Fulford, Robert. The Triumph of Narrative: Storytelling in the Age of Mass Culture.
NY: Broadway Books, 1999.
4 . . . I could describe the failed first marriages of a dozen friends with far more clarity than I could describe my own. That’s because I know too much about my personal history and lack the distance necessary for simplicity. Stories, in order to become stories, must be simplified, stripped of extraneous detail and vagrant feelings. We find it easier to do this with the lives of others—though from time to time, we may apply the same technique to our own history.
6 There is no such thing as just a story. A story is always charged with meaning; otherwise it is not a story, merely a sequence of events. . . . [T]here is no such thing as a value-free story.
7 The “master narratives” by which our society traditionally guided itself, from the Bible to the agreed-upon stories of beneficial British imperialism and European ascendancy, have been challenged and largely discredited.
The Cold War, a narrative that organized the way many people saw the world for more than four decades, has dissolved.
Popular narrative on television has come to be seen as the opiate of the masses, the way religion was described long ago.
Serious fiction writers are nervous about introducing too-obvious narratives into their books.
And yet humanity clings to narrative. We may mistrust large-scale narratives that attempt to shape society, but our narrative drive persists.
13 Private stories, our own essential stories, the stories we tell ourselves and others to structure our personal histories and explain who we are . . . . These stories, when they take a wrong turn, can leave us terrifyingly alone and expose us to humiliation or worse. They are central to our identity, and if they fail us, we may fall apart. Paul Auster, the American novelists, puts it succinctly: “We construct a narrative for ourselves,” he says, “and that’s the thread we follow from one day to the next. People who disintegrate as personalities are the ones who lose that thread.”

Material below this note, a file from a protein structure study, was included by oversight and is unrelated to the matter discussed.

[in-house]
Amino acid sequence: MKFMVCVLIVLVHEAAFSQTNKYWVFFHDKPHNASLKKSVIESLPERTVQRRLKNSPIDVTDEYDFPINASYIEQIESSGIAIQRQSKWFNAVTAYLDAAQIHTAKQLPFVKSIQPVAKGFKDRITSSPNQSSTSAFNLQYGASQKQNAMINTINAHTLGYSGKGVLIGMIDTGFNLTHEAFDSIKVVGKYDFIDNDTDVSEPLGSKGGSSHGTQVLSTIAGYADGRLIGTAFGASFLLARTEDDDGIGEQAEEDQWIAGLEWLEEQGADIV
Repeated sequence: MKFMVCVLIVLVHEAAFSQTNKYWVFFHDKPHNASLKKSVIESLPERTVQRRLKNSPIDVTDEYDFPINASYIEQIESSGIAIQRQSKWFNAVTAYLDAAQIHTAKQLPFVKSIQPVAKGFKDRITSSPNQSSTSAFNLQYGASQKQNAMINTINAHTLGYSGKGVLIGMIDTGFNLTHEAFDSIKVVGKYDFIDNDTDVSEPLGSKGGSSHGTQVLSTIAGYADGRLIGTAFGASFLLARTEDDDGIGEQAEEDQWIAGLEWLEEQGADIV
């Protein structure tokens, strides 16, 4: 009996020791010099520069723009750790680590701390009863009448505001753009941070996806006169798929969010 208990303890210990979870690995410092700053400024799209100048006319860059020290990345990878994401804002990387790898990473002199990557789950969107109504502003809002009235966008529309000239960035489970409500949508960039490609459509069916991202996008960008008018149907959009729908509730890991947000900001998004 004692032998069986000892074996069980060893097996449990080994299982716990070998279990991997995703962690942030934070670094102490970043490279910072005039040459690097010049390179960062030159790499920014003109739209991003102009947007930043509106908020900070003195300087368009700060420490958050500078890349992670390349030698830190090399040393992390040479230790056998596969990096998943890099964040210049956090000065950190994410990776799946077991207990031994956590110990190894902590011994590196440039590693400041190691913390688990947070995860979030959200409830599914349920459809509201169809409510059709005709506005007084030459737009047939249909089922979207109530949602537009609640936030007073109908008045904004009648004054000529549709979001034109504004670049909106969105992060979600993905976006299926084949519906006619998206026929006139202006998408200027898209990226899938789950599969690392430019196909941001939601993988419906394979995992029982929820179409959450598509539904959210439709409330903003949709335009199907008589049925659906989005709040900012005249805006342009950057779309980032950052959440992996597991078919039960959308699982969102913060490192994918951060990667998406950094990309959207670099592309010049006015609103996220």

15 Why can’t we simply study our experience rather than recount it chronologically?
The answer is that narrative, as oppose to analysis, has the power to mimic the unfolding of reality. Narrative is selective, and may be untrue, but it can produce the feeling of events occurring in time; it seems to be rooted in reality.
16 Most celebrity stories are built to a traditional design, so that they imply a moral.
17 I once knew a man who described his earlier marriages as movies. “That was in my first movie,” he would say.
30 . . . a “master narrative” . . . scoops up thousands of facts, fits them into a meaningful pattern, and then draws lessons about human conduct.
32 A master narrative always speaks with the confidence of unalterable and unassailable truth—and yet paradoxically it is always in the process of being altered.
This is true of the chief narrative of Western civilization, the Bible.
It is also true of the most important master narrative that arose in the nineteenth century—the theoretical structure imposed on history by Karl Marx—and of Freudian psychology . . . .
[Other examples: "You can be anything you want to be if you just want to bad enough." (narrative of desire & fulfillment?)]
A master narrative that we find convincing and persuasive differs from other stories in an important way: it swallows us. It is not a play we can see performed, or a painting we can view, or a city we can visit. A master narrative is a dwelling place that encompasses our ideas about the history of our culture, its possibilities, and our own identity: We are intended to define our lives within it.
33 Children grow into adults by learning stories, and so do nations and communities.
develops a master narrative to which it frequently refers, particularly in
moments of crisis. In our time, several Western countries, including the
72 Marshall McLuhan remarked, “People don’t actually read newspapers. They get into them every morning like a hot bath.”
102 In the most
common view of postmodernists, narrative is a deception. The world is not a
place of beginnings and endings and middles, a place of coherence—and when
narrative arranges the world in that way in order to tell a story and reach out
to an audience, narrative lies.